Teachers definitely need to upgrade their pedagogical techniques. A vast majority of them still stick to the ‘chalk and talk’ method because that is what they know and are comfortable with. That is also what works given the realities of the examination system. But just because it works doesn’t mean it works for everyone. Children are falling through the gaping holes of the educational sieve having spent years in school but learned little. Those that don’t conform to the teacher or the system’s ’normal’ standard come out with bruised egos and lackluster confidence.
There is definite room for improvement.
Unfortunately, the good educationist people (of whom I am a colleague) tend to support this transition by literally spelling out a minute-by-minute script for the teachers. Under the guise of lesson plans you get a document that tells the teacher exactly how to seat their students, where to stand and what to speak.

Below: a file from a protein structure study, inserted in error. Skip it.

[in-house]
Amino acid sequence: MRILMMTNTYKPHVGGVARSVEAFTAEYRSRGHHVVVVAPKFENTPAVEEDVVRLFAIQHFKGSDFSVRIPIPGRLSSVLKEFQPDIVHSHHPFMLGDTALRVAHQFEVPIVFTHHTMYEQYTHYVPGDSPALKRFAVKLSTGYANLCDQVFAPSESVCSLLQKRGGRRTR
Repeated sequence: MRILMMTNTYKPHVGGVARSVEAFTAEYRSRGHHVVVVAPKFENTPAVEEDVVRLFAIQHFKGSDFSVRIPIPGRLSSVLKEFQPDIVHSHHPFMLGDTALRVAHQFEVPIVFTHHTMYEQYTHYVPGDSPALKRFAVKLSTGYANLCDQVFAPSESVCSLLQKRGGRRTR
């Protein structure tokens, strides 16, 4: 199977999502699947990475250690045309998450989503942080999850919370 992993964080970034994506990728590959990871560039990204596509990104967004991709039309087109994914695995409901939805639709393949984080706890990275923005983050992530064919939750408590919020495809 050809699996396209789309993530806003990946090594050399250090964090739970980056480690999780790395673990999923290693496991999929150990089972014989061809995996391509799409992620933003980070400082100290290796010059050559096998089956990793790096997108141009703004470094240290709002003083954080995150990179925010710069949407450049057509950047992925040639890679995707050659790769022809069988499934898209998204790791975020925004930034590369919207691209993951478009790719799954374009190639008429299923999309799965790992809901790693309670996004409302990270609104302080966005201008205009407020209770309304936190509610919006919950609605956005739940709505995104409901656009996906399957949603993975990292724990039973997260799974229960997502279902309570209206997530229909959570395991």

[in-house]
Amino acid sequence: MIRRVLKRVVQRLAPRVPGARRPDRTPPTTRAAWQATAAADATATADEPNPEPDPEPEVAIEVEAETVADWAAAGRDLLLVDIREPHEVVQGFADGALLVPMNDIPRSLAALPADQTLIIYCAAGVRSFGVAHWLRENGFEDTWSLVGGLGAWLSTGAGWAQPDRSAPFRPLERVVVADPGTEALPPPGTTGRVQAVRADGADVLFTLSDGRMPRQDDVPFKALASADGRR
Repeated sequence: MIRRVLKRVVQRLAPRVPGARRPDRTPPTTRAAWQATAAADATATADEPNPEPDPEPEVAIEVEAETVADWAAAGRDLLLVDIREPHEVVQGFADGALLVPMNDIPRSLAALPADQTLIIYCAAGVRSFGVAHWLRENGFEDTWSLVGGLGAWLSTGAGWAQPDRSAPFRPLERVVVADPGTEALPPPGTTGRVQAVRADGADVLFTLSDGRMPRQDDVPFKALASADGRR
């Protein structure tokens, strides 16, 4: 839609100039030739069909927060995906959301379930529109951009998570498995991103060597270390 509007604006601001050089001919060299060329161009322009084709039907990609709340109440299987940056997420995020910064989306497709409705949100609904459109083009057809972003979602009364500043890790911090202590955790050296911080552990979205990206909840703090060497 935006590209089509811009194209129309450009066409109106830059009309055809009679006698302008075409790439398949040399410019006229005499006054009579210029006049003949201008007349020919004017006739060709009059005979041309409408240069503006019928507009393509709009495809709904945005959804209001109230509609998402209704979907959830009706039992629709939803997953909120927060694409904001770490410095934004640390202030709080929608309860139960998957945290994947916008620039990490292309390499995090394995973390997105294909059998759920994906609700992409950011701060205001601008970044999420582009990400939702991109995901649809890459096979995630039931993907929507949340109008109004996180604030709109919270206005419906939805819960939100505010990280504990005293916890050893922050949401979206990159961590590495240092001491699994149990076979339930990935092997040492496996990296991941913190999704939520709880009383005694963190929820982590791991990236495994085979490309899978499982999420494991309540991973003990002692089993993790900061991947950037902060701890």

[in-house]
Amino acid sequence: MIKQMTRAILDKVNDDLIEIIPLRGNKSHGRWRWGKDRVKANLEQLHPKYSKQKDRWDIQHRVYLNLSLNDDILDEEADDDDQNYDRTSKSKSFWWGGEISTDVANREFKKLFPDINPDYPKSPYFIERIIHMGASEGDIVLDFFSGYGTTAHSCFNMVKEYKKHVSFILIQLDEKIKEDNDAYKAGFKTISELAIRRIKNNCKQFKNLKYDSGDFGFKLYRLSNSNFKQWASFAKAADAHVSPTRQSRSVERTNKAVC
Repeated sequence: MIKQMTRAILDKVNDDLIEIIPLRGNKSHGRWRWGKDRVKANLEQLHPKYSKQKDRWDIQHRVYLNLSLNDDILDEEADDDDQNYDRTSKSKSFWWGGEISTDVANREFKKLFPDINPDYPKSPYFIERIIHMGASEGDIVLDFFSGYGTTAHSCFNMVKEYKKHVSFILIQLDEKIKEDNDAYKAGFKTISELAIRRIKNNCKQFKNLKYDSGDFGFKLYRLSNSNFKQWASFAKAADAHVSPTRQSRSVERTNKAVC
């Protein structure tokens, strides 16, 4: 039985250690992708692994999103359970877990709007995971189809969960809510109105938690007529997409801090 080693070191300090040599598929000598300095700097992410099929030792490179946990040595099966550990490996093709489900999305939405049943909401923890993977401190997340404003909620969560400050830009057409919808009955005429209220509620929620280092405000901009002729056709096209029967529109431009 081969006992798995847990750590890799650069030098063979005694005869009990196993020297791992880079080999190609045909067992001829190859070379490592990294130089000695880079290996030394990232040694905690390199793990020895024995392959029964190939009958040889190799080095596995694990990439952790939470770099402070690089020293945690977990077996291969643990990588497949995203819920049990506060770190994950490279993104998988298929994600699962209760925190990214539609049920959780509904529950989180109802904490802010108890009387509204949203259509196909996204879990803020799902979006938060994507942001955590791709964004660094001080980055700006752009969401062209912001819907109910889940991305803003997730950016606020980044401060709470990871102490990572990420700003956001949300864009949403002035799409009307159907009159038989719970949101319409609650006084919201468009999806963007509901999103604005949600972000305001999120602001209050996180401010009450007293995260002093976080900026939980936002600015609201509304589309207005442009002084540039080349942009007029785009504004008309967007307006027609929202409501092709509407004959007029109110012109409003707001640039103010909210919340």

It’s like a recipe book for teaching. You write a book like this and you feel like you’ve made an immense contribution to the cause for you have put your expertise down in words. But recipes work for cooks because onions and shallots don’t have a personality!!!
I can’t believe I have to say this.
Students are human beings. They have moods. They have desires. They have plans. They do not necessarily comply with your instructions. If you force compliance their state of being changes.4
You get what I mean?
Yes, the recipe book for teaching is a fantastic idea and will likely work for some teachers on some days but it also won’t work for countless others on most days. Can you imagine getting a Tarla Dalal book that came with a preface that read -